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It was pointed out to me recently that I have a unique opportunity to help many people with this blog; as a patient, as a mother, a daughter, and as a wife.  Having a disease that no one wants to understand, is a difficult thing in a world of difficult things.  However, despite the fact I will start writing posts about this disease, in the slight hope that someone will see something they can use, there needs to be a rider here.  I am not a doctor, I am a patient.  I am not an expert on anything, except my own journey.  What I know, may not work.  It may not help; but it may, just may, give you a moment to think of something you may not have considered.

I can not imagine what happens to a mother who is told her child has a mental disease.  I can only speculate that the emotions, including fear, terror, hopelessness, guilt, worry, stress, and the absolute questioning of everything you thought was right in the world, is devastating.  The problem with many of the mental diseases is your child doesn’t get it when they are young.  I was diagnosed at 19, long after I left my parents home.  There was absolutely no way for my mother to control me or to some extent my ability to handle this disease.  It was too late for her to instill the lessons of prescription management, it was way too late for her to learn my triggers and what precipitates my episodes.  It was largely out of her control, and she simply had to wait, eight hours away, while I spent the next decade trying to learn and figure out what being bi-polar actually means.  I simply can’t imagine that worry.

But there are some things that might help parents.  I will have to put this in a series of posts, because what I am about to try to teach is important.  It needs to be learned, taken in, and digested in order for you to determine how it will best help your child.

  • The first lesson, may not be the most important, but it is up there.  For all of you mothers and fathers who learned that your child has a mental disease, and immediately ran to your computer to look it up on the internet…STOP!!!

There is some great information on the internet.  There are some well written, and possibly helpful sites to find paths on how to deal with this disease, or any mental disease.  But there are just as many ridiculous hints, ideas and thoughts about the disease.  Just because it says it was written by a doctor, and it looks official doesn’t mean that it actually is.

I don’t mean to point to a specific site, nor a specific doctor.  What I am trying to tell you is that mental diseases are hard to understand, and NEVER fit a specific pattern.  My triggers are not your child’s triggers.  My medicine won’t necessarily work on your child, it’s why I never mention everything I am taking.  My journey will not be the same as your child’s, I absolutely guarantee it.

That being said, the internet can be useful for some things.  If you have a specific, and I mean specific question, gently use the internet for a resource.  If you need ideas, gently use the internet for a resource.  However, remember there are much better resources; and always use the internet gently.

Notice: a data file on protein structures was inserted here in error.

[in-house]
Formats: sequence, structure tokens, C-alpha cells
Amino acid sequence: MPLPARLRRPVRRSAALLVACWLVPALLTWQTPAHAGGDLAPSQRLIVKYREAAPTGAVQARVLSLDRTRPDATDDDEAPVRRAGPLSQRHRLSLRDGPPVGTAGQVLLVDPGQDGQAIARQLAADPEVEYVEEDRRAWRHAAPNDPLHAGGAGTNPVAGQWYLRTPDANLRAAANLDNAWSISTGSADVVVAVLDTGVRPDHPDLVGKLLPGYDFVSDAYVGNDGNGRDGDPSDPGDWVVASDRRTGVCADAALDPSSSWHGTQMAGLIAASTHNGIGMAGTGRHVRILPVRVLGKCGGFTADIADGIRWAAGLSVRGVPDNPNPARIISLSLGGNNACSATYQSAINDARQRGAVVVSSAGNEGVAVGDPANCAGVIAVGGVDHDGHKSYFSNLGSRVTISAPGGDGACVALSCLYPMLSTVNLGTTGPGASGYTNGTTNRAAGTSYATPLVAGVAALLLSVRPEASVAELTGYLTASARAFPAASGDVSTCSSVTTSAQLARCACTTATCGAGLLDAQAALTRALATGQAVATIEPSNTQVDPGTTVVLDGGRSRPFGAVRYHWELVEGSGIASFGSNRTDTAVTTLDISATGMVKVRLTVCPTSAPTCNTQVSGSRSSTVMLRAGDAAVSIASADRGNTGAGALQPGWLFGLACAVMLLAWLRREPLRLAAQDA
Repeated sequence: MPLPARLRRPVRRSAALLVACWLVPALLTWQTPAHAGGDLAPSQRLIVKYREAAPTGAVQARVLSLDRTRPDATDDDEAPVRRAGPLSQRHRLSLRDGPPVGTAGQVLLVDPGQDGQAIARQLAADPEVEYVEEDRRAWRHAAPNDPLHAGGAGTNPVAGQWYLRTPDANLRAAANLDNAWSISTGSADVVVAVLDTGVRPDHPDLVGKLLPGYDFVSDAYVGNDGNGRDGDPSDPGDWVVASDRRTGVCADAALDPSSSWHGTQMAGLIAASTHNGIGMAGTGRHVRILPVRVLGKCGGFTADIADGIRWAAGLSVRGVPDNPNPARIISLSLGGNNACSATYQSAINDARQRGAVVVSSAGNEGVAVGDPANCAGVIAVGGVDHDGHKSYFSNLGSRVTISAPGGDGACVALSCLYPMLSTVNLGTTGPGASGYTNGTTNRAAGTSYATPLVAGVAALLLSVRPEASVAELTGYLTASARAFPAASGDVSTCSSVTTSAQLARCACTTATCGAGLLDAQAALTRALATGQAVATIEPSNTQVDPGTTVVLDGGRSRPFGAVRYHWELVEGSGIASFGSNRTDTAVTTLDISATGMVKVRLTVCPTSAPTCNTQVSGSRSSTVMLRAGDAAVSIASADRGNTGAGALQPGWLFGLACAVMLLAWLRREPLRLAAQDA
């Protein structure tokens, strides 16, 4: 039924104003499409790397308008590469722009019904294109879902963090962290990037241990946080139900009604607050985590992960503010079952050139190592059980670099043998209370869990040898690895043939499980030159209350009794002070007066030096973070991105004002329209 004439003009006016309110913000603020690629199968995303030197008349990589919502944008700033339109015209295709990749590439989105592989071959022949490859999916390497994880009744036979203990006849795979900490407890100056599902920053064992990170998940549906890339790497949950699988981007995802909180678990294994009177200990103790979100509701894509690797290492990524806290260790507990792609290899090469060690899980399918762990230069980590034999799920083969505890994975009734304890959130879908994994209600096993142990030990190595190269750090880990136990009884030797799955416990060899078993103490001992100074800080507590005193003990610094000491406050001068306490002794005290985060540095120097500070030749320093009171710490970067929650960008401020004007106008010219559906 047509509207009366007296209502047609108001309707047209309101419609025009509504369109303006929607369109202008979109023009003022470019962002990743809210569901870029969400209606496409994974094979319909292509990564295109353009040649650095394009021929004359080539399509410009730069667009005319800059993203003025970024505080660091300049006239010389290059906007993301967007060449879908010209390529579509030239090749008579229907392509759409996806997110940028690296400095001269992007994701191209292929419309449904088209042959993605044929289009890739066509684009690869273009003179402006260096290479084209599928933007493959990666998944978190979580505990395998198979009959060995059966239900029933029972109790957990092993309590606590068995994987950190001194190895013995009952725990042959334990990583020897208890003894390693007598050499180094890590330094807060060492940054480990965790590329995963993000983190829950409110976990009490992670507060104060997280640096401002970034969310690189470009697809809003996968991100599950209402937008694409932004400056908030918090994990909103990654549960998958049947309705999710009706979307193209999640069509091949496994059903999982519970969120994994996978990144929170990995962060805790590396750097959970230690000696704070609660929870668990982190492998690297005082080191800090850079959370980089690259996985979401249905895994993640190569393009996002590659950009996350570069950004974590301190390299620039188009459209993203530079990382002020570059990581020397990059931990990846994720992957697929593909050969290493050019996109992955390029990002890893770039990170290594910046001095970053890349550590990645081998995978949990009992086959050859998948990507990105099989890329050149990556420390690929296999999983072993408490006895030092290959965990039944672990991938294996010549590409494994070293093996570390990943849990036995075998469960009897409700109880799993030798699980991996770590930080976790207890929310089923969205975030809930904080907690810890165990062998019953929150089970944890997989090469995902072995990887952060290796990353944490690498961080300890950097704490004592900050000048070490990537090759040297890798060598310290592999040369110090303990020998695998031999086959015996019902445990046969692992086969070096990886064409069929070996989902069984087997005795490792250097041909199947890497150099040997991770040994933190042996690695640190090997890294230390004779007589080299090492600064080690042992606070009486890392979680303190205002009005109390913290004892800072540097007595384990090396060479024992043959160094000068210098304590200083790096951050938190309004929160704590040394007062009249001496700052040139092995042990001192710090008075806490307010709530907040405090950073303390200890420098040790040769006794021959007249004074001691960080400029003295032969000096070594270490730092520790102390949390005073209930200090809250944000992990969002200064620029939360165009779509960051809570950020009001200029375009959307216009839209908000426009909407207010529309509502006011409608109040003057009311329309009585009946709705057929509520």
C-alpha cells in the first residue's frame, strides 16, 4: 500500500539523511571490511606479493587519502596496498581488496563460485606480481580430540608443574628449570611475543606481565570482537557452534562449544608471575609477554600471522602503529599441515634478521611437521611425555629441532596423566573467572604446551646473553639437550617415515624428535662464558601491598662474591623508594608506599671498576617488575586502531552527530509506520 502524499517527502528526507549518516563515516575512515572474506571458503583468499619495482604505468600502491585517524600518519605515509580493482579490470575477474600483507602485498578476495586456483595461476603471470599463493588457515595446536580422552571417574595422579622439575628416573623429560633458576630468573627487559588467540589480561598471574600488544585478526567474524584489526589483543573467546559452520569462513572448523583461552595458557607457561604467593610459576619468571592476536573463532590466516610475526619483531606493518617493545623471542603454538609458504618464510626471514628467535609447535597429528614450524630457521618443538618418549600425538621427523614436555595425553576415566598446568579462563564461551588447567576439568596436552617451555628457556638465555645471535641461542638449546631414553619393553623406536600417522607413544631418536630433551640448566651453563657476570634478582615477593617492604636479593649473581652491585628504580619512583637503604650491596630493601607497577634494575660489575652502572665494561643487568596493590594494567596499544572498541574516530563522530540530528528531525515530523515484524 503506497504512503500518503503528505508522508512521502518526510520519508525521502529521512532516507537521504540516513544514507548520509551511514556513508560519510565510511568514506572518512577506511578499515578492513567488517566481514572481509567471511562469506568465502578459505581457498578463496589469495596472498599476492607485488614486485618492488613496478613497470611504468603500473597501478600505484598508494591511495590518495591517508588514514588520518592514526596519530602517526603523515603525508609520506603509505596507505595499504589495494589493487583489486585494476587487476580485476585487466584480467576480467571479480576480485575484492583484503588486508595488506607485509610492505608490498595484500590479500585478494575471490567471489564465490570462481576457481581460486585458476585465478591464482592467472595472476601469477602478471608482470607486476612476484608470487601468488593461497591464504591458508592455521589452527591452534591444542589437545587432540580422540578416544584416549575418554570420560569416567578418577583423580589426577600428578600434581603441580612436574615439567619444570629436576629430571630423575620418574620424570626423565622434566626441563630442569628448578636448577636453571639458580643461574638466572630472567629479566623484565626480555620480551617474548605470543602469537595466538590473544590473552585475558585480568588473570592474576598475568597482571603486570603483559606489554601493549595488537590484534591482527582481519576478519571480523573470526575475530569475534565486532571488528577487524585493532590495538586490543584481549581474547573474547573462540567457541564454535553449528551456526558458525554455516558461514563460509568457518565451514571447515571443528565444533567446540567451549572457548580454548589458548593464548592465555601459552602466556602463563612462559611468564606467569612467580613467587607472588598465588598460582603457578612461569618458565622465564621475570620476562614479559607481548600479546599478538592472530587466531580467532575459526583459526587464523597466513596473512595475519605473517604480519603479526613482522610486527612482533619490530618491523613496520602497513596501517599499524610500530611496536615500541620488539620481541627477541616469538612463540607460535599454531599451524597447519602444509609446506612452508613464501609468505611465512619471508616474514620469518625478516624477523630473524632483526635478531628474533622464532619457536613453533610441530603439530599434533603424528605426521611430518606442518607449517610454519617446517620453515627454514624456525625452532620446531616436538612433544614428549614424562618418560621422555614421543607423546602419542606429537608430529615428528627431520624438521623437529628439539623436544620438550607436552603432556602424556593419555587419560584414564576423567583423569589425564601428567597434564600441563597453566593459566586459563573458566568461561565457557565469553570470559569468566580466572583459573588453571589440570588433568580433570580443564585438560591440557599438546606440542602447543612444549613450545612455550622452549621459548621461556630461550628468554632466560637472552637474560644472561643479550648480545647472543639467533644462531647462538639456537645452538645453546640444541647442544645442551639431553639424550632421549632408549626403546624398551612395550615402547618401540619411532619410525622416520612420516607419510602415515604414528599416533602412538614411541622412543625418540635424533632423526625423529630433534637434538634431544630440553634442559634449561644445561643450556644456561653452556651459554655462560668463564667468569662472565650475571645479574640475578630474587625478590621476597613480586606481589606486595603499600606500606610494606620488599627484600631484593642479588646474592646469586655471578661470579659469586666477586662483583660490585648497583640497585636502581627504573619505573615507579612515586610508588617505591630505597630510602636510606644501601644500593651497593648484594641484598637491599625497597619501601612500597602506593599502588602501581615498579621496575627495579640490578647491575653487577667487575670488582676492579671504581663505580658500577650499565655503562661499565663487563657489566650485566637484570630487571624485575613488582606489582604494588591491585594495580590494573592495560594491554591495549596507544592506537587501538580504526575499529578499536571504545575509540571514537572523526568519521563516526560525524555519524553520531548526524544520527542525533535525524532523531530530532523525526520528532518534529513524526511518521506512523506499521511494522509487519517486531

If you are truly dedicated to helping your child, find a support group.  There will be enough opinions and thoughts that it may help.  Make sure it is moderated by a therapist or at least someone who has extensive experience in mental diseases.  Using your church is not a bad idea, as long as you understand prayer, while important, isn’t going to save your daughter or son.  Sorry to say it, but just falling to your knees will not make your child better.

I also encourage newbies to go to therapy.  There isn’t anything wrong with seeing an expert to talk about your own feelings, and to get thoughts about how to handle this news.  There is certainly more good than bad in trying.  Promise yourself you will at least try.  Not to control your child, but to control yourself.  Do it for you, and do it for your child.

Do you remember when you first held your child in your arms?  The first time those doctors handed that really tiny burden into your open arms?  You probably did something instinctive to all animals…you comforted your baby.  Many mothers do this naturally, simply by lying the child close to your heart.  You may not even remember doing it.  But you gave your child something  more precious than a pathway to heaven itself, you gave them comfort.  The beat of your heart became a safe haven in a terrifying world; one of lights, loud sounds and strange smells.  In all the chaos, you gave your child a moment to find the strength to relax and be comforted.  That gift, that single moment that you probably don’t really remember, was priceless.

It is a gift that you can still give to your child (and not by reading an article on the internet).  Yes, you probably can’t put your son’s head up to your chest and make him listen to the beat of your heart; but you can find a way to be the safe haven that you child has depended on since the moment they were conceived.  You can find a way to let them listen to your heart for one more moment, and rest.  Give your child that safe haven; the road they are traveling is horrendous.  They need that more than they need anything else.  That, I know is the truth.

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